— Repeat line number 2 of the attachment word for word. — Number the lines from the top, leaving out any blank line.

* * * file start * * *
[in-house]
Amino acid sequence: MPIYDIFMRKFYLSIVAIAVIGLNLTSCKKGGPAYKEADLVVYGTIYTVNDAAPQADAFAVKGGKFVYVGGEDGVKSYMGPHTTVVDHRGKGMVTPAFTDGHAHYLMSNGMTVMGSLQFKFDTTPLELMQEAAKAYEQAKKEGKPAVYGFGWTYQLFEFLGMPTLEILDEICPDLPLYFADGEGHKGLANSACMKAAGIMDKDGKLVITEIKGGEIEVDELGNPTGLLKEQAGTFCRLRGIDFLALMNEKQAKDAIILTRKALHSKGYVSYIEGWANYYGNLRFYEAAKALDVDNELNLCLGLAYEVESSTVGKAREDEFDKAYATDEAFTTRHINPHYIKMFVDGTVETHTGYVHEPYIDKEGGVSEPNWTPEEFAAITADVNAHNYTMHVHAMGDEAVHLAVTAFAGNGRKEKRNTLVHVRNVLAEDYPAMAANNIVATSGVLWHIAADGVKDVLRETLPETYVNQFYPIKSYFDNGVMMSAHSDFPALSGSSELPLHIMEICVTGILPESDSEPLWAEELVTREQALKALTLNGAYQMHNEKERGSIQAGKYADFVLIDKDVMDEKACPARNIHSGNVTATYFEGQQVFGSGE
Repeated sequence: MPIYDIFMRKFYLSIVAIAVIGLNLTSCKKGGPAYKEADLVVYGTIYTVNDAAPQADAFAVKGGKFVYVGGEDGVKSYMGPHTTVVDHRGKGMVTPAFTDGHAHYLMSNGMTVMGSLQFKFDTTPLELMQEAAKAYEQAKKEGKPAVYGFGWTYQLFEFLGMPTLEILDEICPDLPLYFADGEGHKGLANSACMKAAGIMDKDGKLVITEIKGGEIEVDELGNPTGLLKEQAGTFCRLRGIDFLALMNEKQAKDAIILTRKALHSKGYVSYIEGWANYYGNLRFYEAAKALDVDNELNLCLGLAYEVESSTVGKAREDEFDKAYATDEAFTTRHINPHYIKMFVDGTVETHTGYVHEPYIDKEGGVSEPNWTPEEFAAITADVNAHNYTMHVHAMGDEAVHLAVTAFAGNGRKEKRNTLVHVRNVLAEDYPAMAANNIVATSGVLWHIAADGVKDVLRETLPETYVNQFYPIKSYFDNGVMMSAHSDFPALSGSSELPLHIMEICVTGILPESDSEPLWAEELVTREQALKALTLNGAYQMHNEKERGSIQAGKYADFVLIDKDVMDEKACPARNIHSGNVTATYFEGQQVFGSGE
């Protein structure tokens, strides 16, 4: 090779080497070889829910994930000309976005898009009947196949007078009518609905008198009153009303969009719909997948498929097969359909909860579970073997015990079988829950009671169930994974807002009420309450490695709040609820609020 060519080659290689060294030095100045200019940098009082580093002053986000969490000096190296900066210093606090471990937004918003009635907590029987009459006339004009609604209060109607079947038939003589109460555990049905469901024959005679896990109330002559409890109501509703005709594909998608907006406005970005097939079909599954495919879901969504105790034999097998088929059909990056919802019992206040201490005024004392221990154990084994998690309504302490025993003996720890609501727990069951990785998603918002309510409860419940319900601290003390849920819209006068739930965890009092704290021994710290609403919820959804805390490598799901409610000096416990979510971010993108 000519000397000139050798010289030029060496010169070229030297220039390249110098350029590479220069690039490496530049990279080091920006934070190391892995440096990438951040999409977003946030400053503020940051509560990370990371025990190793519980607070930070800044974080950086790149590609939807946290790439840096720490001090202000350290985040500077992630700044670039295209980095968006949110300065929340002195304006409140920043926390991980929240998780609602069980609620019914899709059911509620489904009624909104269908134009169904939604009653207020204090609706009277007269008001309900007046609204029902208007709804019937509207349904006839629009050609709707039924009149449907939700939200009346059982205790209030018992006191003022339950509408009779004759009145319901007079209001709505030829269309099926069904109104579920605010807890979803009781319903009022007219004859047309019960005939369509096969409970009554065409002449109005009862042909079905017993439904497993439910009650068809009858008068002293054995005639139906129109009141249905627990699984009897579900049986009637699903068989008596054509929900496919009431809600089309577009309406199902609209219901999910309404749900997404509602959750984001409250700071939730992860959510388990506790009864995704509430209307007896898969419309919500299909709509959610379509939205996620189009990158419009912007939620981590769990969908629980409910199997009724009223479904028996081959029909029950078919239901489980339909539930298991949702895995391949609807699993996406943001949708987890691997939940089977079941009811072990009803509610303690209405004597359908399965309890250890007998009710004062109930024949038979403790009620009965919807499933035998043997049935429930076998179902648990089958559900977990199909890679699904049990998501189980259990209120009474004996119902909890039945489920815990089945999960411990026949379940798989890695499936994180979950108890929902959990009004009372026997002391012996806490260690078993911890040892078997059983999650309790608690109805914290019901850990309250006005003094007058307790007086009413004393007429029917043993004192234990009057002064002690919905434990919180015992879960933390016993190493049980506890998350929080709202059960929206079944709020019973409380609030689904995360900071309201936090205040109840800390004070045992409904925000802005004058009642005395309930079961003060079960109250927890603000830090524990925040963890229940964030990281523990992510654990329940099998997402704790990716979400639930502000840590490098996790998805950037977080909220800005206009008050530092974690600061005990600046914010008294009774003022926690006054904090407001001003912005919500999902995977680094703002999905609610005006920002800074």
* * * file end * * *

Amino acid sequence: MPIYDIFMRKFYLSIVAIAVIGLNLTSCKKGGPAYKEADLVVYGTIYTVNDAAPQADAFAVKGGKFVYVGGEDGVKSYMGPHTTVVDHRGKGMVTPAFTDGHAHYLMSNGMTVMGSLQFKFDTTPLELMQEAAKAYEQAKKEGKPAVYGFGWTYQLFEFLGMPTLEILDEICPDLPLYFADGEGHKGLANSACMKAAGIMDKDGKLVITEIKGGEIEVDELGNPTGLLKEQAGTFCRLRGIDFLALMNEKQAKDAIILTRKALHSKGYVSYIEGWANYYGNLRFYEAAKALDVDNELNLCLGLAYEVESSTVGKAREDEFDKAYATDEAFTTRHINPHYIKMFVDGTVETHTGYVHEPYIDKEGGVSEPNWTPEEFAAITADVNAHNYTMHVHAMGDEAVHLAVTAFAGNGRKEKRNTLVHVRNVLAEDYPAMAANNIVATSGVLWHIAADGVKDVLRETLPETYVNQFYPIKSYFDNGVMMSAHSDFPALSGSSELPLHIMEICVTGILPESDSEPLWAEELVTREQALKALTLNGAYQMHNEKERGSIQAGKYADFVLIDKDVMDEKACPARNIHSGNVTATYFEGQQVFGSGE